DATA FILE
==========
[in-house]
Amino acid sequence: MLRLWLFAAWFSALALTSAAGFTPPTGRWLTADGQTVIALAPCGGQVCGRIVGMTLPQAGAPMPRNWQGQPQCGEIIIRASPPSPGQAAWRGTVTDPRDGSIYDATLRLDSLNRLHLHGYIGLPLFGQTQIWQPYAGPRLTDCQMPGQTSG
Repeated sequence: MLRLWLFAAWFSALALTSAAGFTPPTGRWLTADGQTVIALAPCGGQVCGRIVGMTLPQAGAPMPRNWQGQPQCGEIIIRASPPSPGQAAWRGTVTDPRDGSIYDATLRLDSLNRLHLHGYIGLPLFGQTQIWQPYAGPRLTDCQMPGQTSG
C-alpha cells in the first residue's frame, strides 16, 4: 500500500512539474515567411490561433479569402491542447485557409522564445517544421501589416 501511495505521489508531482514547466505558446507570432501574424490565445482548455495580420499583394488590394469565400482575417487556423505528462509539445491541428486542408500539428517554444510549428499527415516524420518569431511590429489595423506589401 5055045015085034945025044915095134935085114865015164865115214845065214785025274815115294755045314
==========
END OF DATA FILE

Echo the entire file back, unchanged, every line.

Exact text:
[in-house]
Amino acid sequence: MLRLWLFAAWFSALALTSAAGFTPPTGRWLTADGQTVIALAPCGGQVCGRIVGMTLPQAGAPMPRNWQGQPQCGEIIIRASPPSPGQAAWRGTVTDPRDGSIYDATLRLDSLNRLHLHGYIGLPLFGQTQIWQPYAGPRLTDCQMPGQTSG
Repeated sequence: MLRLWLFAAWFSALALTSAAGFTPPTGRWLTADGQTVIALAPCGGQVCGRIVGMTLPQAGAPMPRNWQGQPQCGEIIIRASPPSPGQAAWRGTVTDPRDGSIYDATLRLDSLNRLHLHGYIGLPLFGQTQIWQPYAGPRLTDCQMPGQTSG
C-alpha cells in the first residue's frame, strides 16, 4: 500500500512539474515567411490561433479569402491542447485557409522564445517544421501589416 501511495505521489508531482514547466505558446507570432501574424490565445482548455495580420499583394488590394469565400482575417487556423505528462509539445491541428486542408500539428517554444510549428499527415516524420518569431511590429489595423506589401 5055045015085034945025044915095134935085114865015164865115214845065214785025274815115294755045314